The earthquake energy, intensity and magnitude decrease with increase in focal depth and maxima at shallow focal depth on the African plate.
The seismic energy radiated from the earthquake focus could be used as the earthquake magnitude and intensity predictor.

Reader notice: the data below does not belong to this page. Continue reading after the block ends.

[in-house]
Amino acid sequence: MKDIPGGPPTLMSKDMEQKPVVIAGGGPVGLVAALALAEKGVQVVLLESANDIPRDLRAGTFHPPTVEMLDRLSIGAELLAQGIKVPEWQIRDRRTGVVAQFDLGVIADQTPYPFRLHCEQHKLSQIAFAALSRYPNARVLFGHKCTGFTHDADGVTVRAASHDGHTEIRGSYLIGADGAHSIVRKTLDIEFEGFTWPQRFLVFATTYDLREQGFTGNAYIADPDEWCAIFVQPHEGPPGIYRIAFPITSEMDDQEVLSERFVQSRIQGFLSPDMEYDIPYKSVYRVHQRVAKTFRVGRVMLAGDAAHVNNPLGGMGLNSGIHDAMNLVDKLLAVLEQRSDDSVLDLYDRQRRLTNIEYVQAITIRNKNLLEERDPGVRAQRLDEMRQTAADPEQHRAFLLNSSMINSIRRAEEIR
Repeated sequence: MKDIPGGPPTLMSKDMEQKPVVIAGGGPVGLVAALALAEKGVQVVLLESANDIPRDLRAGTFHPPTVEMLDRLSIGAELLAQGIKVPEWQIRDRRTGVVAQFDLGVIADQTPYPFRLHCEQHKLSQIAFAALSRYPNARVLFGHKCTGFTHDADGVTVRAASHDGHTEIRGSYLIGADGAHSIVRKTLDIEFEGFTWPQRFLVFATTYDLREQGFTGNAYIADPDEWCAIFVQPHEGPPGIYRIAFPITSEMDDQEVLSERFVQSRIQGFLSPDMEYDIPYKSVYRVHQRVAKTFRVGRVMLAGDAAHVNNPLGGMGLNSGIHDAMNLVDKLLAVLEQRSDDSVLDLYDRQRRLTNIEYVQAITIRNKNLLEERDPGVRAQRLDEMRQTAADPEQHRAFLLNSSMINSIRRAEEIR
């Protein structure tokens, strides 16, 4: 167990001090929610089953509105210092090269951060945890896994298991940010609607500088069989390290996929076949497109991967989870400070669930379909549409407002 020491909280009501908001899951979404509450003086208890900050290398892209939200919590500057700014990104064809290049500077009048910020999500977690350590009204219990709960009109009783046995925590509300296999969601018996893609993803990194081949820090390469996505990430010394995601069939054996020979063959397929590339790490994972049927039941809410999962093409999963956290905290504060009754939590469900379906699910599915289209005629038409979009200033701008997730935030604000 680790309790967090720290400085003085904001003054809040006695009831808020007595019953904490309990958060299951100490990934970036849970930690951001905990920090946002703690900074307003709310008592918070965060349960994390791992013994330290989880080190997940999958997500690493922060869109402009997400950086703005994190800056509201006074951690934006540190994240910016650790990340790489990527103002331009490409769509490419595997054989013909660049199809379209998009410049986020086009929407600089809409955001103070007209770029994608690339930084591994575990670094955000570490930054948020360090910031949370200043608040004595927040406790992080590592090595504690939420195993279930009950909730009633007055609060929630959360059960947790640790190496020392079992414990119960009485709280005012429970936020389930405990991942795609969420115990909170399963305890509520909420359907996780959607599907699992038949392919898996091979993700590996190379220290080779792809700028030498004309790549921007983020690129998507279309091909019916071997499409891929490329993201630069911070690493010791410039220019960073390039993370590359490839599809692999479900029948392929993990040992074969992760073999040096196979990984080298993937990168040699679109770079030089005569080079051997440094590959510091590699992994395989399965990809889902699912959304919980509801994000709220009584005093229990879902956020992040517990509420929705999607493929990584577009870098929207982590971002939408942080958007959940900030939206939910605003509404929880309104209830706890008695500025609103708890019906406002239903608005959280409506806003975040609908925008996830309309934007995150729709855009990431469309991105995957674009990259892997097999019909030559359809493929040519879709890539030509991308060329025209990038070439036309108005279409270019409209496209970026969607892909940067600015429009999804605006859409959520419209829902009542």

Most of the beaches are covered by vegetated sand dumps called sand dunes, built up through dry beach sand blown inland and trapped by plants and other obstructions. As sand accumulates, the dunes become higher and wider. Stable sand dunes play an important role to protect the coastline. They act as a buffer against wave damage during storms, protecting the land behind from salt water intrusion. This sand barrier allows the development of more complex plant communities in areas protected from salt water inundation, sea spray and strong winds. Plants play a vital role in this process, acting as a windbreak and trapping the deposited sand particles. A characteristic of these plants is their ability to grow up through the sand and continually produce new stems and roots as more sand is trapped and the dune grows. To form the sand dune in the coastal belt and their morphological characteristics always depends mostly on three conditions like supply of sediments, bearing capacity of air and plant covering. The present attempt is to explore the formation and morphological characteristics of coastal dune in the estuarine part with massive deposition of sediments throughout the year in the shore, presence of wide beach and off-shore wind through the vegetation processes estimation which may significantly helps the nature to prepare the coastal sand dune.